“Unhappy child! what do you say?”

The priest motioned him to be silent; but he did not see him, and he pursued:

“My father was ignorant even of the existence of this conspiracy of which Monsieur Lacheneur was the guiding spirit; but I knew it — I wished him to succeed, because on his success depended the happiness of my life. And then — wretch that I was! — when I wished to attract to our ranks some timid or wavering accomplice, I used the loved and respected name of d’Escorval. Ah, I was mad! I was mad!”

Then, with a despairing gesture, he added:

“And yet, even now, I have not the courage to curse my folly! Oh, mother, mother, if you knew ——”

His sobs interrupted him. Just then a faint moan was heard.

Marie-Anne was regaining consciousness. Already she had partially risen from the sofa, and sat regarding this terrible scene with an air of profound wonder, as if she did not understand it in the least.

Slowly and gently she put back her hair from her face, and opened and closed her eyes, which seemed dazzled by the light of the candles.

She endeavored to speak, to ask some question, but Abbe Midon commanded silence by a gesture.

Enlightened by the words of Mme. d’Escorval and by the confession of Maurice, the abbe understood at once the extent of the frightful danger that menaced the baron and his son.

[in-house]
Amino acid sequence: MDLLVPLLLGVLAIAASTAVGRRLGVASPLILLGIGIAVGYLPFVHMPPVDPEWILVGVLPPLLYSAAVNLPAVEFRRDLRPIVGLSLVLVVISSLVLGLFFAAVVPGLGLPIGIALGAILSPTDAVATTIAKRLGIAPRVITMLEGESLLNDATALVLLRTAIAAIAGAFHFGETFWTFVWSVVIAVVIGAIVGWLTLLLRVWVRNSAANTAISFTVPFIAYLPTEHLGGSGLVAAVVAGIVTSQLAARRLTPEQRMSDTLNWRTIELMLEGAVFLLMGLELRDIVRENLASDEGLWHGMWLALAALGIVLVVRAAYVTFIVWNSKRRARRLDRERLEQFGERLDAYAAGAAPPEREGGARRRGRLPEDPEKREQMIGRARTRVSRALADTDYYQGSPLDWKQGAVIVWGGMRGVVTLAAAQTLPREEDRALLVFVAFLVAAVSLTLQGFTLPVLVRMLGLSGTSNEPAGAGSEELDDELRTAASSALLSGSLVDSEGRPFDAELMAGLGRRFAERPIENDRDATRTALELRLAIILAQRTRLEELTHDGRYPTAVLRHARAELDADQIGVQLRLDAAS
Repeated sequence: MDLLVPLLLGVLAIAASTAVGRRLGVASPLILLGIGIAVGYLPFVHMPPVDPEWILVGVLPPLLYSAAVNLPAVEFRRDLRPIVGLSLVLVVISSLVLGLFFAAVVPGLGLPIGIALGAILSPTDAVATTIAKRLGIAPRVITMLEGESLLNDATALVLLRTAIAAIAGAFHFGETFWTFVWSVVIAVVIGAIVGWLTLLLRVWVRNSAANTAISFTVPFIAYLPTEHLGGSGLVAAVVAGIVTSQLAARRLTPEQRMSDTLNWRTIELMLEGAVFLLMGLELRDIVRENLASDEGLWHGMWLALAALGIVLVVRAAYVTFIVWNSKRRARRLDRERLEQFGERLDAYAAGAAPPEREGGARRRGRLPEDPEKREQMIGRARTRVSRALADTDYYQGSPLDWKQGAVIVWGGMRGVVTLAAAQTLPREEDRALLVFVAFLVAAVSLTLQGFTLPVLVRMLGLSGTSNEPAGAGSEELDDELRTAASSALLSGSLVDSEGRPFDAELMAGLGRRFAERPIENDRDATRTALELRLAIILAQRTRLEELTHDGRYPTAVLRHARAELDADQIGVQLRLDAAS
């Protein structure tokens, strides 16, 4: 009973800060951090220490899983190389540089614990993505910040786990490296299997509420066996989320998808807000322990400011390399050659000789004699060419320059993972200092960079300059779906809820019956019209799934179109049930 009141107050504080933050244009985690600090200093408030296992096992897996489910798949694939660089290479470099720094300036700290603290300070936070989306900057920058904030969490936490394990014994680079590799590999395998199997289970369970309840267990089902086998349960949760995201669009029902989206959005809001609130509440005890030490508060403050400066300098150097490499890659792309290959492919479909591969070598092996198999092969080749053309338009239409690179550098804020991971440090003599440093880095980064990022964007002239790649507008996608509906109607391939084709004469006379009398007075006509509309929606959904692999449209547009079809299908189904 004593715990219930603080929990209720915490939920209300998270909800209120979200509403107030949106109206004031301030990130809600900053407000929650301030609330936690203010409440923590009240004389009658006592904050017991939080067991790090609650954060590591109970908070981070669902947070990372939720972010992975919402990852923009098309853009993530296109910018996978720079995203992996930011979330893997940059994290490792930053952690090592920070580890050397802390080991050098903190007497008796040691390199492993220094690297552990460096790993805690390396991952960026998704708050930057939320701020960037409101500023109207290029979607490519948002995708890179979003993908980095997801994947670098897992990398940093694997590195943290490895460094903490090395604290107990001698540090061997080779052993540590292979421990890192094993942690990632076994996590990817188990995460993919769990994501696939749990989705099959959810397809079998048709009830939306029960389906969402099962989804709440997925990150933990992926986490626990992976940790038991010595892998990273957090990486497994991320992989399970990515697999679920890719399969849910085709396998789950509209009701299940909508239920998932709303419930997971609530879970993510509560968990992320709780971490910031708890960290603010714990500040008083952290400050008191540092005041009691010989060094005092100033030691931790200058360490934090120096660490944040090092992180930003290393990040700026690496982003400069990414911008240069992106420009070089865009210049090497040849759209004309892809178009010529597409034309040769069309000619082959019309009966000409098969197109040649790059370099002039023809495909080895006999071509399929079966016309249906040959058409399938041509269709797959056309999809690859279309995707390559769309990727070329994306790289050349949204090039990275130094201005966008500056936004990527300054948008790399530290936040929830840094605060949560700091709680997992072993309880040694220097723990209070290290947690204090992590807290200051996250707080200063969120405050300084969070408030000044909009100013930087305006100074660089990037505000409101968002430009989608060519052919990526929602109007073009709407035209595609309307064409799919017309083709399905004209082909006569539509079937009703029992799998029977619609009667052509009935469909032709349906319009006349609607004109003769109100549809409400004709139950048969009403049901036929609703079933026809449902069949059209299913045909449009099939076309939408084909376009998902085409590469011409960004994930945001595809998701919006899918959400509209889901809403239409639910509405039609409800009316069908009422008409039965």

How was this danger to be averted? What must be done?

He had no time for explanation or reflection; with each moment, a chance of salvation fled. He must decide and act without delay.

The abbe was a brave man. He darted to the door, and called the servants who were standing in the hall and on the staircase.

When they were gathered around him:

“Listen to me, intently,” said he, in that quick and imperious voice that impresses one with the certainty of approaching peril, “and remember that your master’s life depends, perhaps, upon your discretion. We can rely upon you, can we not?”

Every hand was raised as if to call upon God to witness their fidelity.

“In less than an hour,” continued the priest, “the soldiers sent in pursuit of the fugitives will be here. Not a word must be uttered in regard to what has passed this evening. Everyone must be led to suppose that I went away with the baron and returned alone. Not one of you must have seen Mademoiselle Lacheneur. We are going to find a place of concealment for her. Remember, my friends, if there is the slightest suspicion of her presence here, all is lost. If the soldiers question you, endeavor to convince them that Monsieur Maurice has not left the house this evening.”